" Human society is cooperative and characterized by spontaneous prosociality. Comparative studies on endotherm vertebrates suggest that social interdependence causes the evolution of proactive prosociality. To test the generality of this hypothesis, we modify a prosocial choice task for application to the convict cichlid, Amatitlania nigrofasciata, a monogamous fish with biparental care and a strong pair bond. We also affirm that male subjects learn to favor prosocial choices when their mates are the recipients in a neighboring tank. When the neighboring tank is empty, males choose randomly. Furthermore, in the absence of their mates, males behave prosocially toward a stranger female. However, if the mate of the subjects is also visible in the third tank, or if a male is a potential recipient, then subjects make antisocial choices. To conclude, fish may show both spontaneous prosocial and antisocial behaviors according to their social relationships with conspecifics and the overall social context "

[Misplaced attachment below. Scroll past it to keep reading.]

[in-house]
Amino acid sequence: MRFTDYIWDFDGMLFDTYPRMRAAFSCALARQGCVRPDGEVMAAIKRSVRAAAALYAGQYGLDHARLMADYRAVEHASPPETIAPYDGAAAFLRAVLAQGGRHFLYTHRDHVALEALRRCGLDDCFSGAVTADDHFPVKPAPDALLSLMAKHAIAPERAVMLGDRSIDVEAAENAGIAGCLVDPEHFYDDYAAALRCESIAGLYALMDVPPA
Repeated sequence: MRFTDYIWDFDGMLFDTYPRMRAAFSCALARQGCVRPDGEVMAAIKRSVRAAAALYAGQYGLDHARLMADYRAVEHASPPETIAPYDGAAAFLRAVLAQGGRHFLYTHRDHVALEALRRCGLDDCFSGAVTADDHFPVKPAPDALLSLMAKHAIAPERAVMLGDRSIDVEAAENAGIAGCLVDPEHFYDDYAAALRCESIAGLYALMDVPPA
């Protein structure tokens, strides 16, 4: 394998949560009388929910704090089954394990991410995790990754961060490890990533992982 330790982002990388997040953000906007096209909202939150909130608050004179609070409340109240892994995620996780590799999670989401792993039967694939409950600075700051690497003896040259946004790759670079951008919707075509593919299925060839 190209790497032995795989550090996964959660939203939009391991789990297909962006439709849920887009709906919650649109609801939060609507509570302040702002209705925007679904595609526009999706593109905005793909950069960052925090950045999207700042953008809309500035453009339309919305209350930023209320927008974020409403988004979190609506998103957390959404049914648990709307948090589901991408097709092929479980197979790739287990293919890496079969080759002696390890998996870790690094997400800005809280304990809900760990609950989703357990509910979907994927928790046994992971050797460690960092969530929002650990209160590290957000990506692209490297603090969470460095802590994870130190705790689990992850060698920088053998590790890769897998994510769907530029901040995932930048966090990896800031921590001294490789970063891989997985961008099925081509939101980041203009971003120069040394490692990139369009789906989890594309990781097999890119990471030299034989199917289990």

Classification: Behavior, Central and North America.
Reference in bibliography for species (1)
Satoh, Shun & R. Bshary, M. Shibasaki, S. Inaba, S. Sogawa, T. Hotta, S. Awata, M. Kohda. 2021. "Prosocial and antisocial choices in a monogamous cichlid with biparental care". Nature Communications. v. 12(n. 1775), pp. 1-7. DOI: 10.1038/s41467-021-22075-6 (crc11281) (abstract)